Non-Canonical Functions of the ARF Tumor Suppressor in Development and Tumorigenesis

Biomolecules. 2021 Jan 12;11(1):86. doi: 10.3390/biom11010086.


P14ARF (ARF; Alternative Reading Frame) is an extensively characterized tumor suppressor which, in response to oncogenic stimuli, mediates cell cycle arrest and apoptosis via p53-dependent and independent routes. ARF has been shown to be frequently lost through CpG island promoter methylation in a wide spectrum of human malignancies, such as colorectal, prostate, breast, and gastric cancers, while point mutations and deletions in the p14ARF locus have been linked with various forms of melanomas and glioblastomas. Although ARF has been mostly studied in the context of tumorigenesis, it has been also implicated in purely developmental processes, such as spermatogenesis, and mammary gland and ocular development, while it has been additionally involved in the regulation of angiogenesis. Moreover, ARF has been found to hold important roles in stem cell self-renewal and differentiation. As is often the case with tumor suppressors, ARF functions as a pleiotropic protein regulating a number of different mechanisms at the crossroad of development and tumorigenesis. Here, we provide an overview of the non-canonical functions of ARF in cancer and developmental biology, by dissecting the crosstalk of ARF signaling with key oncogenic and developmental pathways.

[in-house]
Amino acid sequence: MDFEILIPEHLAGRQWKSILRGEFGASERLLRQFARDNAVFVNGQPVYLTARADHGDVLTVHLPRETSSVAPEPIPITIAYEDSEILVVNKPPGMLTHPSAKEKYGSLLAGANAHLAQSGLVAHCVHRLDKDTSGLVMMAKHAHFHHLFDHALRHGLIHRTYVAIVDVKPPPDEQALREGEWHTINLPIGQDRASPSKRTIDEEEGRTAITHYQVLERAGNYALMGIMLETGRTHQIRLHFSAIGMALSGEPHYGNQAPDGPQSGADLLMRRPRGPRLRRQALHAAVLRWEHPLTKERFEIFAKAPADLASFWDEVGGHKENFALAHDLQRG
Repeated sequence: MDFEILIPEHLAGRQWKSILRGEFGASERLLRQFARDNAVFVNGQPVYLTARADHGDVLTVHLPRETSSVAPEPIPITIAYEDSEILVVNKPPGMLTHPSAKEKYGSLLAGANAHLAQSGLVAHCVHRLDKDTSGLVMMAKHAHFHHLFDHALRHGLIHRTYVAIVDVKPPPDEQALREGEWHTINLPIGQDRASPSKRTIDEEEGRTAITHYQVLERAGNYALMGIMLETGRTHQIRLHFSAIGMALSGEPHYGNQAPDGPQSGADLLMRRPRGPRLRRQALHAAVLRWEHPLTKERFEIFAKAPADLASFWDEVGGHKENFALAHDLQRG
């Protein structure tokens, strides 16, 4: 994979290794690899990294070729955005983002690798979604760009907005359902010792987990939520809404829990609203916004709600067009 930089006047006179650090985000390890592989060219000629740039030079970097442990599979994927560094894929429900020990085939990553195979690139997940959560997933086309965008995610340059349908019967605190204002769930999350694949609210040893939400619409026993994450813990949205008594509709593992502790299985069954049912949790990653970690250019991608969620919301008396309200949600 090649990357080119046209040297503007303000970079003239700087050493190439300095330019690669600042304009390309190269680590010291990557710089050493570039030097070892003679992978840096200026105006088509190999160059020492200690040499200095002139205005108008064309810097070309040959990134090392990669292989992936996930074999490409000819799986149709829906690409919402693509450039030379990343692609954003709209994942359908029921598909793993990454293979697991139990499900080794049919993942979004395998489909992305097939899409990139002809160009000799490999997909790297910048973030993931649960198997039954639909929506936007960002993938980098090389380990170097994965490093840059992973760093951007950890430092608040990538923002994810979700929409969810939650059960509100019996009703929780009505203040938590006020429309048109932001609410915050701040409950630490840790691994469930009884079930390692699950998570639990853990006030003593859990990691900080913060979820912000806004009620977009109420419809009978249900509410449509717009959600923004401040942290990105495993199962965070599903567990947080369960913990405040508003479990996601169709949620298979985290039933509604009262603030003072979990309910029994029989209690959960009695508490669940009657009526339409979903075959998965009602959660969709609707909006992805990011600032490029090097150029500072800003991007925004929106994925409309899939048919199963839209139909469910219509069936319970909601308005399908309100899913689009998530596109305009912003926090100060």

Keywords: ARF; Hippo pathway; Notch pathway; Wnt pathway; cancer biology; developmental biology; non-canonical functions; tumor suppressor.

Publication types

  • Review
  • Research Support, Non-U.S. Gov't